Musings on training

With five to six weeks still to go before we pick up our pupster, we’ve been giving serious thought to training. It turns out this is a hot topic. You don’t have to Google for long before you see heated discussions between evangelists for the various approaches. One thing they all seem to agree on though is that consistency is vital – so it’s as well to do your research, pick a method and get the whole family behind it before you get your dog!

Accentuate the Positive

It seems to me that with one controversial exception – which I’ll get to in a moment – most modern methods are based around positive reinforcement. You reward and/or praise your dog whenever it exhibits a desirable behavior, and either correct or ignore it when it does something you don’t like. Over time, the dog learns that doing what you want is the way to go, and you see less and less of the undesirable behaviors like chewing the mail, straining on the leash when walking, and of course that old favorite, humping everything in sight.

A really popular variant of the positive method is “clicker training”. This uses a small gadget that emits a distinctive clicking noise when you press it. You start by getting the dog to associate the clicking sound with something good, like praise or a treat. Once you’ve forged that link, you can then use the clicker as instant signal to the dog that he has done something good. This is apparently superior to simply praising/rewarding the dog because the timing can be very precise, giving the dog a better chance of recognizing that a particular behavior is “good”. If you think about it, that makes a lot of sense. If the good/bad signal is not given close enough to action in question, the dog may not make the right association. There are plenty of clicker training resources on the internet – here are just a couple I found:

Crucially, a lot of the “look at my beagle doing tricks” videos on YouTube were achieved using clicker training – see for yourself:

Leader of the pack

However, there’s a very popular TV show that at first sight seems to be completely at odds with the positive method. That show is Cesar Millan’s The Dog Whisperer. The show is certainly entertaining! Each episode shows hapless owners struggling to cope with their misbehaving and occasionally aggressive mutts. Out of desperation they call in Cesar, and within minutes he gets almost miraculous results.

Cesar’s approach focuses more on the owners than on the dogs. He claims that dogs are pack animals, and that the path to an obedient dog is to turn yourself into the pack leader. You and your family become the dominant ones in the relationship, and once the dog realizes the futility of challenging your leadership, you’ll have a happy, well behaved pet. He rounds up each show with simple tips that sum up his approach, such as “be a pack leader first, and a dog lover second”.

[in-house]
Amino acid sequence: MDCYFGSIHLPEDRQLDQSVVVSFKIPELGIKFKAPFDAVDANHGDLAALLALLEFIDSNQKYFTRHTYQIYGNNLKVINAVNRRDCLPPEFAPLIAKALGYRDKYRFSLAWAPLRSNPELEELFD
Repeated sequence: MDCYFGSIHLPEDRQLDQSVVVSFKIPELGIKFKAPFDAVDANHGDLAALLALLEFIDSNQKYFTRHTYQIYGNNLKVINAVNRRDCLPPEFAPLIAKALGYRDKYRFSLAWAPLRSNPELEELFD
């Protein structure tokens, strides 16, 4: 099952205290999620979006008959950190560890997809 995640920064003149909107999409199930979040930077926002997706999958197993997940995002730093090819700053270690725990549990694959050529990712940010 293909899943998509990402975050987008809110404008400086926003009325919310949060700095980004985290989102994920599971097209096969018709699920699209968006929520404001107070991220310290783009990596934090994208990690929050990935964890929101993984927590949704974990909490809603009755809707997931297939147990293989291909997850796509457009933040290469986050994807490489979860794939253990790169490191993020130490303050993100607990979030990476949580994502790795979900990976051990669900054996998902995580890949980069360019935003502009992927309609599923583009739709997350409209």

Cesar’s methods seem to have generated very heated discussions. Many claim that recent research completely debunks his theories about the domestic dog being a pack animal like its untamed cousin the wolf. Others point to the fact that you rarely see him praising or rewarding dogs – but you do see lots of physical and verbal correction aimed at dominating the dog, “breaking its spirit”. His fans leap to his defense: he never harms the dogs, the dogs always seem calmer and happier when he leaves, and well, it just plain works.

I found one article that seems to offer a more balanced, open minded assessment of Cesar’s approach, and it makes fascinating reading:

The bottom line seems to be that although Cesar’s theories don’t bear much scrutiny, he is effective because he’s a keen observer of dog and human behavior, and a master of verbal and nonverbal communication. To put it another way, he sees when doggy trouble is brewing and is able to project a calm, assertive mood that quickly nips it in the bud. In that respect, he’s not too different from an equally popular TV dog trainer we had in the UK some time ago: Barbara Woodhouse.

Since beagles have a reputation for intelligence combined with great stubbornness I searched at length to see how his approach would fare with that breed. After all, most of the sources I’ve read say that the positive method is especially applicable to beagles. I found an entertaining blog entry here, fromsomeone who wasn’t a Cesar fan, but was desperate enough to give anything a try. The upshot is that it worked.

So what’s it to be?

For me, a big attraction of the beagle breed is that they tend to be entertaining little characters, and I don’t want to do anything that would spoil that. Equally, it seems that some problems don’t always respond to the purely positive approach. There are times when the dog has to know you mean business!

I think, I hope, it’s possible to blend the two approaches. I plan to use predominantly positive reinforcement via the clicker for the majority of training, but back that up with a calm, assertive attitude so that I don’t present the inconsistent body language or bad vibes that, it seems, are at the root of many dog problems.